Issue 30 – 2019 – Recent & Notable

Recent & Notable


Ilya Kaminsky, Deaf Republic (Graywolf Press, 2019). As Forrest Gander says “The political begins in intimacy.” Deaf Republic is an allegory of resistance and love written in Saramago-esque lyrics that float against the weight of history. A tale of the contending forces of eros and thanatos in which art is salvational.—Jon Thompson

Allen Stein, Your Funeral is Very Important to Us (The Main Street Rag, 2019). Using retrospection as his primary modus operandi, Stein looks back at earlier selves and times with a mixture of pathos and understated humor. This is a collection that knows the past is not recoverable but, using the resources of poetry, memorably works to do so anyway.—Jon Thompson

Nathaniel Tarn, The Desert Mothers (Shearsman Library, 2018). Tarn’s book is a reprint of chapbooks from the 1970s-1990s, largely unavailable to non-collectors. Tarn’s eye is a restless one, going past national borders to locate the presiding spirits of earth and air, and in the political world, to the human imposters that usurp them. By turns philosophical and earthy, Tarn’s rich collection is in the Lawrence—Dorn—Tomlinson lineage.—Jon Thompson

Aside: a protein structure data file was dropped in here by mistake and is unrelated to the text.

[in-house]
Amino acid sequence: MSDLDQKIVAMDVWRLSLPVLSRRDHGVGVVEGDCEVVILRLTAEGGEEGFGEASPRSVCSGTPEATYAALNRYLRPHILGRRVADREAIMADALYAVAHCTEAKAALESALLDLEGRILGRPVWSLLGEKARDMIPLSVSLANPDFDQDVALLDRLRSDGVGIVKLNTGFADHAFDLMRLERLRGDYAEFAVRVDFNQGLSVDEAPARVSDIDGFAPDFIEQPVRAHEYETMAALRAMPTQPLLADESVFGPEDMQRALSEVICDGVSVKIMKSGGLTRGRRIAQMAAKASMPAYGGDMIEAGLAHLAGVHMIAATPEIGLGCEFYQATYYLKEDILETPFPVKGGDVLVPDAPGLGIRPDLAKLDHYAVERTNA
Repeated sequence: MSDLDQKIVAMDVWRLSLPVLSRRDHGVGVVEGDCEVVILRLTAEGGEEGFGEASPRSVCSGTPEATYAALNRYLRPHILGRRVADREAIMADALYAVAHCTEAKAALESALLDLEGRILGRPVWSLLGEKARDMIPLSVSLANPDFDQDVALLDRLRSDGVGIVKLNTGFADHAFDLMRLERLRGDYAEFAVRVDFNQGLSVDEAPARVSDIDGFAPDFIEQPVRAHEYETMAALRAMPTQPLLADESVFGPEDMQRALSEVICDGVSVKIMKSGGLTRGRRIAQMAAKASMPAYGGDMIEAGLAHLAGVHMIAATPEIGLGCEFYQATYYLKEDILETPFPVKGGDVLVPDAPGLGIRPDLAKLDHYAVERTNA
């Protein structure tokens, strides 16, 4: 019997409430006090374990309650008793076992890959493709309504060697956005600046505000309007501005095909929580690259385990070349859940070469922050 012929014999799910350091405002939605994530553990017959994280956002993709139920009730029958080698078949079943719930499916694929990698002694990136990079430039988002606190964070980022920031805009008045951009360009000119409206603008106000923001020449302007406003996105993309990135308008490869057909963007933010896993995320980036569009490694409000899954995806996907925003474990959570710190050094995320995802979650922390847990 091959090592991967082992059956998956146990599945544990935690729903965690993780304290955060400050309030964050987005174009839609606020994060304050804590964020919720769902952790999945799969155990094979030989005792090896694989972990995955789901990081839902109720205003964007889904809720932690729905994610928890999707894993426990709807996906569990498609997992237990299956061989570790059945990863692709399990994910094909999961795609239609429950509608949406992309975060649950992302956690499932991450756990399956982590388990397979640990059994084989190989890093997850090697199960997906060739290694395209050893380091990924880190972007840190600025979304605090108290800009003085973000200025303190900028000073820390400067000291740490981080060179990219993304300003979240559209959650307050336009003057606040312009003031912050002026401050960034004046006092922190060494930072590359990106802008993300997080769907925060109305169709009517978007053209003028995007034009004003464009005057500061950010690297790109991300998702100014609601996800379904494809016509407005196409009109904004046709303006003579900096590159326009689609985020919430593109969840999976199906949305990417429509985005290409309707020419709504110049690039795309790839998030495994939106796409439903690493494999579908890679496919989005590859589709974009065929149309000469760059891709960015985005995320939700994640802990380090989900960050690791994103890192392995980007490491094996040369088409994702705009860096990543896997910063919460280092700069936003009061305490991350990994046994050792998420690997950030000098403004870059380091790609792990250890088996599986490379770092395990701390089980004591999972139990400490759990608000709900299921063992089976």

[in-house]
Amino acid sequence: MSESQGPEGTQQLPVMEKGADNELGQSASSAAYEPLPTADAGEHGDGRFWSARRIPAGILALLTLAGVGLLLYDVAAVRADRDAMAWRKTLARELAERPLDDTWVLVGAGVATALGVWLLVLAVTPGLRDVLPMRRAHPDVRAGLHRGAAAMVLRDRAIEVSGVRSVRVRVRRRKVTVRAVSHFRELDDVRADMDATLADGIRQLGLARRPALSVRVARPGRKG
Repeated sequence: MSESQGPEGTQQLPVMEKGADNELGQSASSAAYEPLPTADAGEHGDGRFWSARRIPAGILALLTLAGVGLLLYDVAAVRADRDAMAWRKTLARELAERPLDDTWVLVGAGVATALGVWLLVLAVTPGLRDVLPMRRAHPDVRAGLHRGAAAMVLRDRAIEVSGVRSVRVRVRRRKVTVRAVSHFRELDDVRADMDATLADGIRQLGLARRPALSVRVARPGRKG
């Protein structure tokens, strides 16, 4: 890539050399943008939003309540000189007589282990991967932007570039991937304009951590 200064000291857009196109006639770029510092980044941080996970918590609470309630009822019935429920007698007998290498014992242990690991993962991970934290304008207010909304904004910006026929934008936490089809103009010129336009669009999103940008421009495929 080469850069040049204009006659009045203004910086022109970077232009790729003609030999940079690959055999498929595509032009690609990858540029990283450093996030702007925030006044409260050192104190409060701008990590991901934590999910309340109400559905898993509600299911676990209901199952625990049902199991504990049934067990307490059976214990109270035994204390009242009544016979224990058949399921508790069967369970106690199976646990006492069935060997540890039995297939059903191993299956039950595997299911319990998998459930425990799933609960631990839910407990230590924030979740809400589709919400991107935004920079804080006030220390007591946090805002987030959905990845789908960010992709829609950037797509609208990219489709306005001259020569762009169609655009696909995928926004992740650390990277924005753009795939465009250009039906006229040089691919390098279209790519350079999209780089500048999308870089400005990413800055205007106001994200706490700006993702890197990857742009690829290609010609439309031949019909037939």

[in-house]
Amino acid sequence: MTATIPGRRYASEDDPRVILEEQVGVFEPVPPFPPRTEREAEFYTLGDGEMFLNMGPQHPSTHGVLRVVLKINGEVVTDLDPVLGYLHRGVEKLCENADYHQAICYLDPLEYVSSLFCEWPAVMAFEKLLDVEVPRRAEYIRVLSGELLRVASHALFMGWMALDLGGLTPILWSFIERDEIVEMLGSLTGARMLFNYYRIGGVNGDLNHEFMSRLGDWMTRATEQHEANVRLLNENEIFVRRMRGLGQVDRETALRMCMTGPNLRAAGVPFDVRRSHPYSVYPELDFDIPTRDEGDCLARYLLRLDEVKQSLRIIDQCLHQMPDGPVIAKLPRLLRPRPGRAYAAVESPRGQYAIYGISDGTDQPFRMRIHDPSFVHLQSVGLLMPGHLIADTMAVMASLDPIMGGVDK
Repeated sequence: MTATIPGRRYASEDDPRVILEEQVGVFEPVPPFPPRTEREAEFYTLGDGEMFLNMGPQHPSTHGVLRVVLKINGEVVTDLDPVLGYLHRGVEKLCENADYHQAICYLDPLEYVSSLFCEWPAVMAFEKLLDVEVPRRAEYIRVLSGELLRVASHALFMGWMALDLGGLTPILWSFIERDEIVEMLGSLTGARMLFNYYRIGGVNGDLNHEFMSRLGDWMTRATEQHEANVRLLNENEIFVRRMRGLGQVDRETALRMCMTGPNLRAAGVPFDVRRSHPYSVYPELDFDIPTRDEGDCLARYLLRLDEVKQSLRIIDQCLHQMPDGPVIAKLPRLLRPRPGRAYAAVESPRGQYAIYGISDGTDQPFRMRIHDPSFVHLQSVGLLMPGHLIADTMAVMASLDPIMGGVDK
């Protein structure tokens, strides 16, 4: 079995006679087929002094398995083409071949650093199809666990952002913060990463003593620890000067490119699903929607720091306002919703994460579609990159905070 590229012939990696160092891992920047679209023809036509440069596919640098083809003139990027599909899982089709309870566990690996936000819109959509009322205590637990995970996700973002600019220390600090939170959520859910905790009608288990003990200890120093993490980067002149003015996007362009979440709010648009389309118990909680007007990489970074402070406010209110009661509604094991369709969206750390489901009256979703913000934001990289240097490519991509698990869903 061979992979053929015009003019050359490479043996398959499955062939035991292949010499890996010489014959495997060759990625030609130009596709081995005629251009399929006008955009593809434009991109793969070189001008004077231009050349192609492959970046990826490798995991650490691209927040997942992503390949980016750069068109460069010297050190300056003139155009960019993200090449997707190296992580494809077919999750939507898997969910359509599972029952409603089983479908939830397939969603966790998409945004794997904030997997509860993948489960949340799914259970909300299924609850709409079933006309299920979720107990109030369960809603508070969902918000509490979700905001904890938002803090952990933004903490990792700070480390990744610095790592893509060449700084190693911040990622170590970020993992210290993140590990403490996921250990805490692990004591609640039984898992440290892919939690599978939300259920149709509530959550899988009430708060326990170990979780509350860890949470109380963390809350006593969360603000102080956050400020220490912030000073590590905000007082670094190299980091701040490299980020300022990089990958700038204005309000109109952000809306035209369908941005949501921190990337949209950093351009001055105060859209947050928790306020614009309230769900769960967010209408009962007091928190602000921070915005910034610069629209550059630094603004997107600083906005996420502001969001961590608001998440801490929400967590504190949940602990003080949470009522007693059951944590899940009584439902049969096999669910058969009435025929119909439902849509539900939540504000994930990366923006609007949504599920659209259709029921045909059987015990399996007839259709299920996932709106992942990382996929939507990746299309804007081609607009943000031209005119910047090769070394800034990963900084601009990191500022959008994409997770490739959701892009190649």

Tracy Zeman, Empire (Free Verse Editions, 2019). “Zeman insists on the persistent presence of grassland ecologies and indigenous cultures as a way of “fixing the outside within the frame,” a subversion of settler culture’s ecocidal and genocidal frameworks. Empire‘s Objectivist method of splicing lyric language with research and quotation collapses past and present, archive and song, allowing us to see Manifest Destiny as a continuous project of violent erasure that depends upon perpetual forgetting for its continuation “tied/to the place that made us,” Zeman refuses to forget.”—Brian Teare